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Psychedelic therapy

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You may have heard that psychedelics are now available from doctors as treatments for people with mental illnesses. 

If you or someone you care for is suffering from mental illness and existing treatments are not working or have bad side-effects, it’s understandable that you want to look for alternative options.

However, before you spend time and money trying to get an appointment with a psychiatrist for psychedelic therapy, there are some important things you need to know.

What are psychedelic drugs?

Psychedelics are a type of drug called hallucinogens. Drugs in this class include psilocybin and LSD. In psychedelic therapy, MDMA is described as a psychedelic drug even though it is slightly different. 

The drugs used in psychedelic therapy are tested and available only as pharmaceutical-grade products. These are safer than street drugs, or those available in natural forms (for example ‘magic mushrooms’). 

What is psychedelic therapy?

Psychedelic therapy is a treatment overseen by approved psychiatrists. The treatment involves the use of a measured dose of a psychedelic drug to support psychological treatment (talk therapy).

It is thought that the psychedelic drug increases your ability to access deeper insights and awareness of your own thoughts and feelings. This may help you and your therapist to better understand your experiences and your illness. 

The psychological treatment talk therapy is just as important as the action of the psychedelic drug. 

It is a very intensive treatment that usually involves 1–3 sessions over a few weeks. Each session lasts around 6–8 hours. Discussions during treatment may explore trauma, so additional support and therapy will be offered. 

Will psychedelic therapy cure my illness?

This is unknown, as every person is different and will respond differently.  The number of studies on this treatment is small, and very few people have been included in the trials. 

Not everyone who receives psychedelic therapy will get better. Even if the treatment works, it is not clear how long the benefits will last. 

It is not known how much of the benefit comes from the psychedelic drug, and how much from the type or amount of psychotherapy or other family supports.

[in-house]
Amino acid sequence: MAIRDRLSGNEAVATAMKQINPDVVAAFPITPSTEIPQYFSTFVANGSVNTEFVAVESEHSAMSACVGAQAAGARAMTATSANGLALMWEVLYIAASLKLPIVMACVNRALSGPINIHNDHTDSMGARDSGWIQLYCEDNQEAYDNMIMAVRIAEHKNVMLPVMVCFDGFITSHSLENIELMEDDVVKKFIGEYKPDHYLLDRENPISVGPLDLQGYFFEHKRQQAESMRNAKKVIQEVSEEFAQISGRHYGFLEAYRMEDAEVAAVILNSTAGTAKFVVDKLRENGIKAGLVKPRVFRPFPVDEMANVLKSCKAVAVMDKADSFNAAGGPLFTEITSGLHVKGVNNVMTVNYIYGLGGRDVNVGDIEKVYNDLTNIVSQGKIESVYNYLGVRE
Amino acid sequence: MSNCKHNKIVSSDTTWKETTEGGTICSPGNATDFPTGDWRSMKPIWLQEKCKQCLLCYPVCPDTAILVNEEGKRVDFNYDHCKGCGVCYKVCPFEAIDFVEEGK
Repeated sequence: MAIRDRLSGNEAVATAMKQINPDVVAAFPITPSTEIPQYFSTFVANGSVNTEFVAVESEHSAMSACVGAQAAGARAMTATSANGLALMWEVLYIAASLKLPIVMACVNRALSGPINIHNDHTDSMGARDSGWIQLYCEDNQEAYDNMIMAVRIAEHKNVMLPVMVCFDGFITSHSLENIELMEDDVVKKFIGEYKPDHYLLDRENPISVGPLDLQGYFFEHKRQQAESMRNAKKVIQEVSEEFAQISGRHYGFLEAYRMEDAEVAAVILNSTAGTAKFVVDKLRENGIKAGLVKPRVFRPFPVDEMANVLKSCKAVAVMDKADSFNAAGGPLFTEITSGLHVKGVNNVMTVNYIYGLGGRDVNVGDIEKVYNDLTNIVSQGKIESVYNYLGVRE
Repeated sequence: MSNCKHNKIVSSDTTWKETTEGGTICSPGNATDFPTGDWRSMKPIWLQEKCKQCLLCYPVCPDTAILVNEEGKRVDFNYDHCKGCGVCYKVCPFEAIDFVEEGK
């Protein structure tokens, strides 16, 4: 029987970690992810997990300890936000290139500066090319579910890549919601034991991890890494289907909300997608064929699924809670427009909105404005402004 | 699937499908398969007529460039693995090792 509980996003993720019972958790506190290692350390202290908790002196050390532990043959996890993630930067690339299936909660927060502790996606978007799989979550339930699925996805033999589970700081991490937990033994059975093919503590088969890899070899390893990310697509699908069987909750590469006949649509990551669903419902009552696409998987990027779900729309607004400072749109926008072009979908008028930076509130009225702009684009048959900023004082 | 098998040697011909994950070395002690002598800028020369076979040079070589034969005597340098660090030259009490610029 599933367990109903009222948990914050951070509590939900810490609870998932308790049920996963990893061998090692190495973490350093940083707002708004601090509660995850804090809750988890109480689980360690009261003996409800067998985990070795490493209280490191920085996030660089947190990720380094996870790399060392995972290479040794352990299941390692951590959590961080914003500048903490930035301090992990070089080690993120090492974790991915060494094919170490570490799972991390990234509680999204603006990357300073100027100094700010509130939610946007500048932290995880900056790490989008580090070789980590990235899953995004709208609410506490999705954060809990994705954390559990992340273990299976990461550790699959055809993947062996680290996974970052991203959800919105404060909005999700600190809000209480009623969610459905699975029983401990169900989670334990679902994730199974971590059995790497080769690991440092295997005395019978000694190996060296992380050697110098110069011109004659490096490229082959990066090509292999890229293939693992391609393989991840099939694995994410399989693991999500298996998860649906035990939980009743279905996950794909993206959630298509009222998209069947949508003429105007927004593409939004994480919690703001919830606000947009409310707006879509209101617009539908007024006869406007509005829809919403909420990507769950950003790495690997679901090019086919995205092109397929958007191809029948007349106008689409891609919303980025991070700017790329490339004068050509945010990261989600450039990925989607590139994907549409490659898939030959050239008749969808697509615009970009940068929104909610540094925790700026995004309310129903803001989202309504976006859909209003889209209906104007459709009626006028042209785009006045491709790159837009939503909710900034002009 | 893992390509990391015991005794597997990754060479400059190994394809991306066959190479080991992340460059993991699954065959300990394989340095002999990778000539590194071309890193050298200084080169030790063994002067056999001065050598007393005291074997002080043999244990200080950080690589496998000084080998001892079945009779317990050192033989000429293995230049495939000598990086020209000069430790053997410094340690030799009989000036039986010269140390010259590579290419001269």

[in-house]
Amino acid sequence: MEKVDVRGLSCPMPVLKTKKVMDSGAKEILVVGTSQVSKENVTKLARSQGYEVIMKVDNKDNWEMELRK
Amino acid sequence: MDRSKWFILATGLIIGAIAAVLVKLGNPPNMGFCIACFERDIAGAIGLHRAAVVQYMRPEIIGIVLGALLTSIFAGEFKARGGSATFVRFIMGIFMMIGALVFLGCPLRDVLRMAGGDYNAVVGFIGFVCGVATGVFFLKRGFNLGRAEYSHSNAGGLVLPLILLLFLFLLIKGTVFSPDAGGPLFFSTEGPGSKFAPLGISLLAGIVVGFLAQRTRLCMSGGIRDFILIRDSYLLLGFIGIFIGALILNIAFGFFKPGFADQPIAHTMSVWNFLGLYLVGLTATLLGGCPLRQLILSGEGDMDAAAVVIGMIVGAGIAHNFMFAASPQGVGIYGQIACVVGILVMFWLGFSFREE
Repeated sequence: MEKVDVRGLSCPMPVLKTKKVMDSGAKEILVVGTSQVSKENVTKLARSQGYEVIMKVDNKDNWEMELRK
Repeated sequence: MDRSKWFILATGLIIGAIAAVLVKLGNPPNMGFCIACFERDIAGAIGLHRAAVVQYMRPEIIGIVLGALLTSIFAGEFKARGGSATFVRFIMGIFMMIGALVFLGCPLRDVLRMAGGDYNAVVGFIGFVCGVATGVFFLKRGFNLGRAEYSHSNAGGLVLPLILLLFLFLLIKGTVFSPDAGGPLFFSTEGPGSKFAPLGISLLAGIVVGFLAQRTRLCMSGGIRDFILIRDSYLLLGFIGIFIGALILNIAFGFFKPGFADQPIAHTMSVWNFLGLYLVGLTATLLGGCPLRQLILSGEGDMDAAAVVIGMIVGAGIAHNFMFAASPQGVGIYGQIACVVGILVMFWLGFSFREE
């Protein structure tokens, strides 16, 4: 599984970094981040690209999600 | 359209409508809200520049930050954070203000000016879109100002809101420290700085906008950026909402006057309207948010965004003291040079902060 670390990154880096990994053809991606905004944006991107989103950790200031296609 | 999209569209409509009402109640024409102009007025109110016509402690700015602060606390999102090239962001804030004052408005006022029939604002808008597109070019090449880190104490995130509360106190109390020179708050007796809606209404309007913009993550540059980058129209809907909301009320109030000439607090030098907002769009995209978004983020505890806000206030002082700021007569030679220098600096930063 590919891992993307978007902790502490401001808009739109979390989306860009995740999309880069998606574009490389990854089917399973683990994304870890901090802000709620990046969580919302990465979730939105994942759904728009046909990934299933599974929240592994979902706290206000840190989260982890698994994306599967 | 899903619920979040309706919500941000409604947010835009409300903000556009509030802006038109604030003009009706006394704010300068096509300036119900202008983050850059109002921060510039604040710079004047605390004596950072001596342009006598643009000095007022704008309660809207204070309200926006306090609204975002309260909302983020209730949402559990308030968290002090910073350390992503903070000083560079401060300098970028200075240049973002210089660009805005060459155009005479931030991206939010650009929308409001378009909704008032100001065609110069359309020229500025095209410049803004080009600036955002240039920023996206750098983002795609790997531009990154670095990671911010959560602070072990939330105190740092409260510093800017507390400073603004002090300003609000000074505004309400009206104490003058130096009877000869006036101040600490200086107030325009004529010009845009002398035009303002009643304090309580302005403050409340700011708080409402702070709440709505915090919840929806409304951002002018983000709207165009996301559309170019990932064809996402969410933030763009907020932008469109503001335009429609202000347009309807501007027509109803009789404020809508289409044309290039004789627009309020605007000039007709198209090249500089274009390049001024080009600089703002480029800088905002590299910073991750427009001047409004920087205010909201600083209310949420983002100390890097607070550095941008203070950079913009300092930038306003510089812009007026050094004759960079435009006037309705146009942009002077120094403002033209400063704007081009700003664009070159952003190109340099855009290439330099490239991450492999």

For some people, the experience may be healing, for others reliving trauma may be distressing and harmful. 

More research is needed to find out which people will respond best, and which people may be at risk when using the treatment.

Who is suitable for psychedelic therapy?

Psychedelic therapy is not a first-line treatment. It is a possible treatment option for some people who have tried all other treatment options without improvement. 

You may not be suitable for psychedelic therapy if you have:

  • a personal or family history of psychosis
  • personal history of mania
  • repeated history of violence towards others
  • recent personal history of a suicide attempt requiring hospitalisation 
  • certain health conditions such as metabolic liver disease.

Your psychiatrist will help you to understand whether you are suitable for this treatment, and the risks and benefits to you.

Is psychedelic therapy safe?

Psychedelics may appear to be less risky or more natural than other medications because of their organic origins. This is not true, and in fact, psychedelics have proven very risky for some people.

Scientific studies have shown that at low doses and in a medically controlled setting, psychedelics are generally safe as psychiatrists help manage the risks and side-effects. 

However, the number of studies is small, and very few people have been included in the trials. People with psychosis or a family history of psychosis have not been included in any studies. 

More research is needed to find which people may be at risk when using the treatment, and whether there are any long-term risks. 

Emotional side effects

The biggest risk is that psychedelics may make you more sensitive to emotions that could cause bad experiences (e.g. fear, panic, and reliving trauma) and harm (e.g. suicide risk, worsening of illness). 

You may also feel stress during treatment if your experience does not match your expectations.

Physical side effects 

Common physical side effects of psychedelic therapy are generally minor and may include:

  • anxiety
  • restlessness
  • tiredness
  • jaw-clenching
  • headache
  • temporary increases in blood pressure.

Existing medications

Psychedelic drugs are known to interact badly with other drugs used to treat mental illness.

You may need to gradually reduce and then stop your use of these medications under medical supervision prior to commencing treatment. This may not be possible without severe relapse.